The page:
Says an IIT professor, “You are making the whole system completely uncertain. This will bring 18 different boards with their own systems and their own judgement into one system and open doors for corruption.” Concern is also being expressed over the enhanced logistics Sibal’s proposal for a combined exam will entail.

Fundamentally, it’s a deep-rooted opposition. A common examination would equate the IIT brand with “smaller” entities and take away the vaunted IIT-JEE control away from them. Says Sandipan Deb, an IIT-Kharagpur alumnus, “The IITs were built to be centres of excellence, with the best students and the best teachers. It was an elitist concept, as out of a lakh applications only 2,000-3,000 could get in. But all great education systems, like Oxford, Cambridge and Harvard, are elitist.”

It was probably because of this closely-controlled IIT system that the Singapore government in February this year expressed a desire to have an IIT campus in their country, which already has campuses from great universities like Johns Hopkins. In fact, PanIIT, an influential IIT alumni association, too has written to the HRD minister voicing its concerns against standardisation, and advising him to respect their autonomy.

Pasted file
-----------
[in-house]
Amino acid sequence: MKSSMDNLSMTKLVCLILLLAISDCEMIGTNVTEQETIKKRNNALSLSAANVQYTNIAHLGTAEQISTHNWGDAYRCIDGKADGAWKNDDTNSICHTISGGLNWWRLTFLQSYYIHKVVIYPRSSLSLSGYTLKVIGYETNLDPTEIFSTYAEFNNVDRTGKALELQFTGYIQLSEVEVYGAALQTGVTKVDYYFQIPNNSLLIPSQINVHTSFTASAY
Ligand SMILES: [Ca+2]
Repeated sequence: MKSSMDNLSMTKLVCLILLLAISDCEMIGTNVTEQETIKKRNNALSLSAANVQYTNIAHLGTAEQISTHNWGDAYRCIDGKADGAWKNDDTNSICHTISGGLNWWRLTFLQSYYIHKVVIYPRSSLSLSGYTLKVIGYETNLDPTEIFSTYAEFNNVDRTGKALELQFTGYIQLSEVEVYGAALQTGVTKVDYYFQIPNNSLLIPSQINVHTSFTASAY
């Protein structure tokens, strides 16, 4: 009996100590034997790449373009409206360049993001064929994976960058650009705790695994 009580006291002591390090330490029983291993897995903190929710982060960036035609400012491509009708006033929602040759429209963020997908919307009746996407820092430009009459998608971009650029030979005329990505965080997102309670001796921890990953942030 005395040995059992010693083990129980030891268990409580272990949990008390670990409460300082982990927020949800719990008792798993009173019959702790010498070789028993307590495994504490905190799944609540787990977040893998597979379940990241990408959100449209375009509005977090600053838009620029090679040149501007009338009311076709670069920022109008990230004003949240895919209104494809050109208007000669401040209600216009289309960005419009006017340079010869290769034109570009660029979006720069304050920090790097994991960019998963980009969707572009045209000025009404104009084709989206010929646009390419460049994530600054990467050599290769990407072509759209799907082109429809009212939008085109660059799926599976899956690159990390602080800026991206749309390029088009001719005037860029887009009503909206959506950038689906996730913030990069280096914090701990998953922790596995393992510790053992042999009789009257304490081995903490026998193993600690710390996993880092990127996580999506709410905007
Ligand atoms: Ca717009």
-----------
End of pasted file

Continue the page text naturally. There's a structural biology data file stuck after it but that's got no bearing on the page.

Whether you see merit in Sibal’s proposal or in the IITs’ opposition to it, one thing is clear: the current stand-off isn’t helping anyone, least of all, IIT aspirants. Five lakh of them take the JEE, and another 10 lakh the All India Engineering Entrance Examination (AIEEE). They are uncertain about how Sibal’s proposed combined exam will work for them—and whether it will be fair. There are many doubters at the moment. Sibal will need to do more than standardise the system. He also needs to get back to the basics, starting with sorting out our schools.

By Anuradha Raman with Arindam Mukherjee, Chandrani Banerjee, Madhavi Tata, Dola Mitra and Pushpa Iyengar